What is Nitric Acid? In the game of Jeopardy that would be the correct question to the answer: The chemical impacted by recent changes to D.O.T. packaging regulations. Effective July 5, 2016, nitric acid in concentrations of less than 90 percent and packaged in glass bottles must be packed in tightly-closed, non-reactive intermediate packagings and cushioned with a non-reactive absorbent material.
The new DOT ruling did not come as a surprise, as it was well known that the United Parcel Service (UPS) had petitioned the DOT to change the packaging because of four safety incidents that occurred over a six-month period. There were no deaths, but each incident involved leakage resulting in fumes before the fiberboard outer packaging caught fire. UPS believes that the current packaging requirements for ground shipments of nitric acid do not effectively address the hazards associated with nitric acid, which is classified as both a corrosive and an oxidizer.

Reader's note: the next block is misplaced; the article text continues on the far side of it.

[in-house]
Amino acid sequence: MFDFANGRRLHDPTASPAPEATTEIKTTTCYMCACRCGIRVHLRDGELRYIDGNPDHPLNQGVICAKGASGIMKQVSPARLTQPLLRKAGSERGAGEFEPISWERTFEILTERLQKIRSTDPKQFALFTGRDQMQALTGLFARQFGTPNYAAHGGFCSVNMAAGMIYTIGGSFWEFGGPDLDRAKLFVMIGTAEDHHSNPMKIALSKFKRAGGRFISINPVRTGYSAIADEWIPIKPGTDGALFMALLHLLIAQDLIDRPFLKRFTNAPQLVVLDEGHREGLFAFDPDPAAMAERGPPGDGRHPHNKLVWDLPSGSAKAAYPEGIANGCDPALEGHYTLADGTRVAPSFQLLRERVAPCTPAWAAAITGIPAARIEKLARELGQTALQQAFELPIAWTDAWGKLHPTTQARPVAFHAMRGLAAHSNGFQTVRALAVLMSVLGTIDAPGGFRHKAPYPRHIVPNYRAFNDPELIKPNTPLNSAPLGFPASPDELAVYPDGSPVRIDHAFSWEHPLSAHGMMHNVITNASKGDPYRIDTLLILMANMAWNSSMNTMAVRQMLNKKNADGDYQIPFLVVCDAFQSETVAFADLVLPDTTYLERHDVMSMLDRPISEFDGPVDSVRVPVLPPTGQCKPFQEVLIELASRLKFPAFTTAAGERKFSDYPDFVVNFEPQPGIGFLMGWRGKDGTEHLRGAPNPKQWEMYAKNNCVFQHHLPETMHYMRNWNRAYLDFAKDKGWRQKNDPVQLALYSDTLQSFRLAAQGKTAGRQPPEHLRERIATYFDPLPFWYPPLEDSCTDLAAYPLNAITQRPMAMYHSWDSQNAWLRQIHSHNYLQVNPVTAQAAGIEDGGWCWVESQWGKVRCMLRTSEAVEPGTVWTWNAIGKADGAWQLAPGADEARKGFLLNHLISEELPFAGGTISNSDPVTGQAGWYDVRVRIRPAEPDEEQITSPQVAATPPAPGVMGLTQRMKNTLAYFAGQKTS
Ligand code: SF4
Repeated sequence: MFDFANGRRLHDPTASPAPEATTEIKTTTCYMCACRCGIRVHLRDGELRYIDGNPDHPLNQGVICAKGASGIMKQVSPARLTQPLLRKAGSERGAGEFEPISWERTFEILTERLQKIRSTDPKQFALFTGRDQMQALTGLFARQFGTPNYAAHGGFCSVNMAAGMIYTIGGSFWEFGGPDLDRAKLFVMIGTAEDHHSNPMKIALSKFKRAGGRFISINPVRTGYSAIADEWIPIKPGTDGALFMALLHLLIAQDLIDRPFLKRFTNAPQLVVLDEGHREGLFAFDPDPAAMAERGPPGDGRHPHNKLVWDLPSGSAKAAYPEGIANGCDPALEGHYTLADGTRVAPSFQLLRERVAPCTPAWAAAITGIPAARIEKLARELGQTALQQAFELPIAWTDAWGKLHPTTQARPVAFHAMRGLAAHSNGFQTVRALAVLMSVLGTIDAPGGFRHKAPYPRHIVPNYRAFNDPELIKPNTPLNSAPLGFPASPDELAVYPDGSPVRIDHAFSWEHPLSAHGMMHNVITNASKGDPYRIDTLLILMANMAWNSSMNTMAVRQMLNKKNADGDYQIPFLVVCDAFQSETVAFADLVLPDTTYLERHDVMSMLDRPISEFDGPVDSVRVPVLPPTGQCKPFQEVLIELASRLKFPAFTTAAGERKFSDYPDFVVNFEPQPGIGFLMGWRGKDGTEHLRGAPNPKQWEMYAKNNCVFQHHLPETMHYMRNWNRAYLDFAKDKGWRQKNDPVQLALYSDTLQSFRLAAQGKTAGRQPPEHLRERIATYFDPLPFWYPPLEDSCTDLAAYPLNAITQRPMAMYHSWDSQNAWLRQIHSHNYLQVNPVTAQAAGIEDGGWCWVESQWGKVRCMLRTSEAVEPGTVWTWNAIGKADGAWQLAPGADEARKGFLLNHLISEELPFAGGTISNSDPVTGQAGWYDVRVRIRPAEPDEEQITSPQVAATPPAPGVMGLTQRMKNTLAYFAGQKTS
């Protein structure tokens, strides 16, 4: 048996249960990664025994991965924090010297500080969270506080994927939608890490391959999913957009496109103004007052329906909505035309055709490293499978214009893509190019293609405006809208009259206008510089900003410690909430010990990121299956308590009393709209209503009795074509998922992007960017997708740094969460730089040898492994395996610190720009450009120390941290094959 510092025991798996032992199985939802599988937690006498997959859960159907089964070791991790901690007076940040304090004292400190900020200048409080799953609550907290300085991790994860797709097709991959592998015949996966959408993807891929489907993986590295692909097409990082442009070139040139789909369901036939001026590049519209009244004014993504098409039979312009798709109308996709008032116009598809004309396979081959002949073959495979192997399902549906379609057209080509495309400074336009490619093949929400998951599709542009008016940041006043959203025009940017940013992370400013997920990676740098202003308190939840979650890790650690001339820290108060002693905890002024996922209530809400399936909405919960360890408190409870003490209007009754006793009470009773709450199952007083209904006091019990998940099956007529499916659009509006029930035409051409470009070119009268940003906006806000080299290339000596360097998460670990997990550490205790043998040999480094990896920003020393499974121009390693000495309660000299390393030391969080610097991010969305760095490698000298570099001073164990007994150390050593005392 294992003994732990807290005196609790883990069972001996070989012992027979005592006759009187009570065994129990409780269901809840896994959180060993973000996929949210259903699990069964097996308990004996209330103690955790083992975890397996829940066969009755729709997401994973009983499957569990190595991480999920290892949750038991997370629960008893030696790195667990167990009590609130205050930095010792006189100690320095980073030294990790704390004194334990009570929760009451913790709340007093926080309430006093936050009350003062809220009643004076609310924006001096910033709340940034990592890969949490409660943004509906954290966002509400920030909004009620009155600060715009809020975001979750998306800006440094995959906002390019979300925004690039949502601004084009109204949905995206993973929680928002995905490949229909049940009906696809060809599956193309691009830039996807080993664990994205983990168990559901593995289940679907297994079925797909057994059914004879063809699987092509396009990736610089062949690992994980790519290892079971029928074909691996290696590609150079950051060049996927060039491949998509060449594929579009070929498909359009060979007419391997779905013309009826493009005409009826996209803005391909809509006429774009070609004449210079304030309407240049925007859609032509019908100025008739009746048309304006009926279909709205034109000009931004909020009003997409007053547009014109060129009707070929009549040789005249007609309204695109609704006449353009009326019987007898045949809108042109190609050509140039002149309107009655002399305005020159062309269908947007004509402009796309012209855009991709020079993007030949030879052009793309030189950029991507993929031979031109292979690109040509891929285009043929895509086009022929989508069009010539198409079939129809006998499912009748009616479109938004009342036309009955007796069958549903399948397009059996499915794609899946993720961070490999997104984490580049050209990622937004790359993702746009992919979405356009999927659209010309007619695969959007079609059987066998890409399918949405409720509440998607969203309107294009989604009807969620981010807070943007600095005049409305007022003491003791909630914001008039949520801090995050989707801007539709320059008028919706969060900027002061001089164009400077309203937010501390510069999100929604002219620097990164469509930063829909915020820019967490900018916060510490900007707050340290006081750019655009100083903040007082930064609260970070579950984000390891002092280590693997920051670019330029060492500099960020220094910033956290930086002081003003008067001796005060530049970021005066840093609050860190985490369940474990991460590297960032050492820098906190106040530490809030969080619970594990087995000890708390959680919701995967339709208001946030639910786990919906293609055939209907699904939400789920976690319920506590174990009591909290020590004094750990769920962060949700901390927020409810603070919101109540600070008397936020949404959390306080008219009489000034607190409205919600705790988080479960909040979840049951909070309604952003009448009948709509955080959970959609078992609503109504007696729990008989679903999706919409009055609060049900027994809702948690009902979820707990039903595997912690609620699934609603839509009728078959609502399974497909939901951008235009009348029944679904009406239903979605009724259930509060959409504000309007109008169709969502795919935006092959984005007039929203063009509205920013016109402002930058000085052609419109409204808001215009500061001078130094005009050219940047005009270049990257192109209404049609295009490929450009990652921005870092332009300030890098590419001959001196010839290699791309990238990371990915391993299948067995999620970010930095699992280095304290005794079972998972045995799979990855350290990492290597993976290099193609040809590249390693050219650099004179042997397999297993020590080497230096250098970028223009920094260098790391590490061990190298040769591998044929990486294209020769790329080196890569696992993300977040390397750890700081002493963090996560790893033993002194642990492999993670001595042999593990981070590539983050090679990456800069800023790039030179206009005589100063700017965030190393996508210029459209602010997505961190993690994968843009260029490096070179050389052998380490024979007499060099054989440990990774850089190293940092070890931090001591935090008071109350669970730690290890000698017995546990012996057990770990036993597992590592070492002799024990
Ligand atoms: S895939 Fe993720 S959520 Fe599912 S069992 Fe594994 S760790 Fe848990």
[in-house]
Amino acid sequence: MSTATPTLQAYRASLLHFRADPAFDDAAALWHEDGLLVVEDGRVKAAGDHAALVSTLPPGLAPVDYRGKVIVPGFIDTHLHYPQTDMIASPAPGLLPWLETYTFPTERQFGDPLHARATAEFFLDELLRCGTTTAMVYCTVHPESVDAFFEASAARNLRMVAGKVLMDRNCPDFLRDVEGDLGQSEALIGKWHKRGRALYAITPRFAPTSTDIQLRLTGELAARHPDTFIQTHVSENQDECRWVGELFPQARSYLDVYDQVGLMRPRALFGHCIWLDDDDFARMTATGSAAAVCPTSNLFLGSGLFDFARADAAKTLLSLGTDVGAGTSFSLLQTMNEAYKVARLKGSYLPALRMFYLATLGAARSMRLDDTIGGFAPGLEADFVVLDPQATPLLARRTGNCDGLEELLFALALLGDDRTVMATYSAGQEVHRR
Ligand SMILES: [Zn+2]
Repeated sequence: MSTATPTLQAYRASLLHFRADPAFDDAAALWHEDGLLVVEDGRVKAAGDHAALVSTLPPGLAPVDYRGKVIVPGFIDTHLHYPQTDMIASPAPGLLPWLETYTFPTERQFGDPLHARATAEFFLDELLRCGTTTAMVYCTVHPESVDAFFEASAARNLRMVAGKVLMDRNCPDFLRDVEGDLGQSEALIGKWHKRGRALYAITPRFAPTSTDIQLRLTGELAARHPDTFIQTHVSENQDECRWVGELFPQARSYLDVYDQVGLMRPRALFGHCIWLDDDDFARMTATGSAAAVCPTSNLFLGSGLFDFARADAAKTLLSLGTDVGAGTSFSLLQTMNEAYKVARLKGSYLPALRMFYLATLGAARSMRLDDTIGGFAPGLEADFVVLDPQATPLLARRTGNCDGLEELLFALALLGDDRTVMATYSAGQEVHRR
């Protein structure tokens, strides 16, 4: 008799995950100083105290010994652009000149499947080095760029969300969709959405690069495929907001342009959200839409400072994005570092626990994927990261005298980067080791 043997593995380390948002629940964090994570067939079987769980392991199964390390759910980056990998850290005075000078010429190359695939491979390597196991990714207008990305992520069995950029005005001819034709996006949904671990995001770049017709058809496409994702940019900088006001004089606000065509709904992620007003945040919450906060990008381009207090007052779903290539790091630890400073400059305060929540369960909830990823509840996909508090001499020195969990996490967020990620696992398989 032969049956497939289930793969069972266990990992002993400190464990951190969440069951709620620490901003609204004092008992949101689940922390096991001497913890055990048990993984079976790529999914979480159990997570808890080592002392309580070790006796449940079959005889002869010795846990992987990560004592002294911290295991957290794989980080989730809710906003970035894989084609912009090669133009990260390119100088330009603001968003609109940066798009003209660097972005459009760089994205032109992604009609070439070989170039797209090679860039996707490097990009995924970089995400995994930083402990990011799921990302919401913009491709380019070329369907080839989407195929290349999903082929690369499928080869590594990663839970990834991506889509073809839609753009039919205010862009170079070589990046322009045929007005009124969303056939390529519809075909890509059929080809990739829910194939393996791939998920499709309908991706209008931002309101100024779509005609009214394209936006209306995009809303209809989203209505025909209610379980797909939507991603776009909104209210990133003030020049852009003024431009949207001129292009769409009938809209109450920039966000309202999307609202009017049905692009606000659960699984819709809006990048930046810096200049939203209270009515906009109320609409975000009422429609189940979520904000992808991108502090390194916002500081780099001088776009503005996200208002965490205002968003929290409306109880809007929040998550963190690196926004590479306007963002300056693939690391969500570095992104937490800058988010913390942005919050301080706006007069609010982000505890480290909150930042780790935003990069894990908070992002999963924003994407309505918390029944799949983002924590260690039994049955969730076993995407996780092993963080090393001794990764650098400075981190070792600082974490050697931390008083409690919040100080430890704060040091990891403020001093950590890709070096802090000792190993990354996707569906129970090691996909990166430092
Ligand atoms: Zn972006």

Packaging and chemical suppliers alike have been surprised by the short amount of time to prepare before the regulation goes into effect. The final ruling was issued on June 2, 2016, with the effective date just over a month later. As a supplier of nitric acid, Puritan Products is working closely with packaging suppliers to develop an approved packaging configuration to be used with 500 mL and 2.5 L glass bottles. A timeline for the introduction of approved packaging for glass bottles has not yet been determined.
Some chemical suppliers, such as Puritan Products, also supply nitric acid in a Heavy Molecular Weight (HMW) resin bottle which is DOT approved for nitric acid in concentrations less than 90%. Click here for information about the specific nitric acid products which are packaged in the HMW resin bottle.
To read the ruling in its entirety, click here to go to the article entitled Packaging Requirements for Nitric Acid (P-1601) on the Office of the Federal Register’s website.